Drummer’s $500,000 ‘Genius’ Grant Leaves Him Debt-FreePatrick Cole
When jazz drummer Dafnis Prieto got the first $25,000 slice of his $500,000 “genius” grant last year, he paid off all his debts and started making plans for the next 19 installments.
He also bought a camera to begin making a film, and he’s writing a book about drumming.
The grants come with no strings attached from the John D. and Catherine T. MacArthur Foundation. The feeling of artistic freedom is priceless, Prieto says.
“I’m the kind of musician who suffers when I have to play music that I don’t like,” the Cuba-born drummer, 38, said by phone last week from a cruise ship in the Caribbean, where he performed with pianist Eddie Palmieri. “I don’t like to play music just to pay the bills. I’m not mercenary.”
Prieto, who begins a five-night engagement at New York’s Jazz Standard tonight, will play some original compositions in one of his favorite musical formations, the sextet.
The group includes trumpeter Ralph Alessi; Roman Filiu on alto saxophone; tenor and soprano saxophonist Felipe Lamoglia; pianist and fellow countryman Osmany Paredes; and bassist Ben Street.
“The sextet gives me a range of sound with the three horns, something you don’t get with a trio or a quartet,” Prieto said.
After he left Cuba to perform in other countries, he lived for a time in Spain and then settled in New York, where he struggled to make a living.
Today he’s sought-after for his mastery of Latin rhythms and time signatures, and the MacArthur grant has helped put his record label, Dafnison Music, on a solid financial footing. He has had original works commissioned by chamber ensembles and dance groups. In 2007, his CD “Absolute Quintet” was nominated for a Grammy for Best Latin Jazz Album.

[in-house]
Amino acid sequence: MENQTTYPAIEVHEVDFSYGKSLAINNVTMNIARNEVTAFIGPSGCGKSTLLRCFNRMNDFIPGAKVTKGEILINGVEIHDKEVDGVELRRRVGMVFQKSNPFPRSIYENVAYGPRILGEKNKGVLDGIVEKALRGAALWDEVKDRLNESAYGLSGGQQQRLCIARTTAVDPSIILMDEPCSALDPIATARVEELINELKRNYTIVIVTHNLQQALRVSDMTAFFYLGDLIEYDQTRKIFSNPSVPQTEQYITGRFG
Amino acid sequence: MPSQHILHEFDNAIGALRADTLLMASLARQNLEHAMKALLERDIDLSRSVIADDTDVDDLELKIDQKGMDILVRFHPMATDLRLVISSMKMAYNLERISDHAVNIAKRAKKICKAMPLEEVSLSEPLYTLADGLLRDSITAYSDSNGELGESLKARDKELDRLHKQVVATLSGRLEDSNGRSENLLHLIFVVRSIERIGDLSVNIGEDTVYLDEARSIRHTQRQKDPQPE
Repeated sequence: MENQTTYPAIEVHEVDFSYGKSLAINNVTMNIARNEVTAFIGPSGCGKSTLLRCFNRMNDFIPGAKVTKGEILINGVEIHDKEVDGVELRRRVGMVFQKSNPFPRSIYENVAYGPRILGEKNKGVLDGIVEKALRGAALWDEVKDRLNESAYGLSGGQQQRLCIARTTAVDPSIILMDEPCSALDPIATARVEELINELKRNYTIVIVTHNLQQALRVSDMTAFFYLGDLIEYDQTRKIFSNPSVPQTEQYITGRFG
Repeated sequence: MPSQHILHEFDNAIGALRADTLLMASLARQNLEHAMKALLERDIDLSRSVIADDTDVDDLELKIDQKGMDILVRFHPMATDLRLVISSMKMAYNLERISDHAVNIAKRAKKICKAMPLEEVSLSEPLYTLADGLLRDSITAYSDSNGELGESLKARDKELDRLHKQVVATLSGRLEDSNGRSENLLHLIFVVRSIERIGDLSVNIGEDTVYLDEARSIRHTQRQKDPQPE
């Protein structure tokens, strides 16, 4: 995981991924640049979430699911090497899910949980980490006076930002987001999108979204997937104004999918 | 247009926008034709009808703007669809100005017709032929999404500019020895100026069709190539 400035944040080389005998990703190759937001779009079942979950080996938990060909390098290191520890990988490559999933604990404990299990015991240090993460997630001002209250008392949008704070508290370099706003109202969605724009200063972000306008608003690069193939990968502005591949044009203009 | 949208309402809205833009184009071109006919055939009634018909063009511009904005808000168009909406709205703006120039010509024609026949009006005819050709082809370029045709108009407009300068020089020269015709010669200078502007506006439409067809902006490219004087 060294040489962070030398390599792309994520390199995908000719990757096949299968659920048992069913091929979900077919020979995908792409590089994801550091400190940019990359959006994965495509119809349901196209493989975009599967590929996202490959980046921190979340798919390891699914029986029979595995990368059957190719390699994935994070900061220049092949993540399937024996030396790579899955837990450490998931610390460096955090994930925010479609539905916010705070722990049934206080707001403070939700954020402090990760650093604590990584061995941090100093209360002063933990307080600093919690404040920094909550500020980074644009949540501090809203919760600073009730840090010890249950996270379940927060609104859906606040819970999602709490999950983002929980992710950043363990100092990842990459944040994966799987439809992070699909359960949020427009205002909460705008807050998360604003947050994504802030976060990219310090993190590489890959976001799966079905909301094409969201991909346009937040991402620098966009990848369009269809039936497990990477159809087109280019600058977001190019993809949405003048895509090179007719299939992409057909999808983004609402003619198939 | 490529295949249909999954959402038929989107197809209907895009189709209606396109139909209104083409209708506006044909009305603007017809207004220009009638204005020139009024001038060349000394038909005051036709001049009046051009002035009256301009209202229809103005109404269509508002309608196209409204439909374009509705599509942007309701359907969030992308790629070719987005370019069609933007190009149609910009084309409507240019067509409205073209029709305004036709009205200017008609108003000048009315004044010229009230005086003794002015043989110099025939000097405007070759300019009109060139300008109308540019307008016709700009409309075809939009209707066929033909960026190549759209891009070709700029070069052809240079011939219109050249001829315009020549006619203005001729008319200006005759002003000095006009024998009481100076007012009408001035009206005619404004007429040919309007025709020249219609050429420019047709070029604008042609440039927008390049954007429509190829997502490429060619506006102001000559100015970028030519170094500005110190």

Growing up in musically rich Cuba helped propel his rapid rise on the New York jazz scene, Prieto said. He started playing the bongos at age 6 and entered the conservatory four years later.
“Music is part of the idiosyncrasy and culture of the country,” said the native of Santa Clara, Cuba, who studied at Havana’s National School of Music. “It’s a very powerful place culturally. You can breathe the music, you can feel the rhythm just by seeing a woman walking by.”
Prieto lost a friend, Cuban bass player Charles Flores, who died of throat cancer last August at age 41. He released Flores’s last CD, “Impressions of Graffiti.”
“I promised him that I would put out his record,” said Prieto, who performed with Flores as part of jazz pianist Michel Camilo’s trio. “I miss him very much.”
The Dafnis Prieto Sextet performs at 7:30 and 9:30 p.m. tonight through Sunday (with an additional set at 11:30 p.m. on Friday and Saturday) at the Jazz Standard, 116 E. 27th St. in Manhattan. Information: +1-212-576-2232 or http://www.jazzstandard.net.
(Patrick Cole is a reporter for Bloomberg News. The opinions expressed are his own.)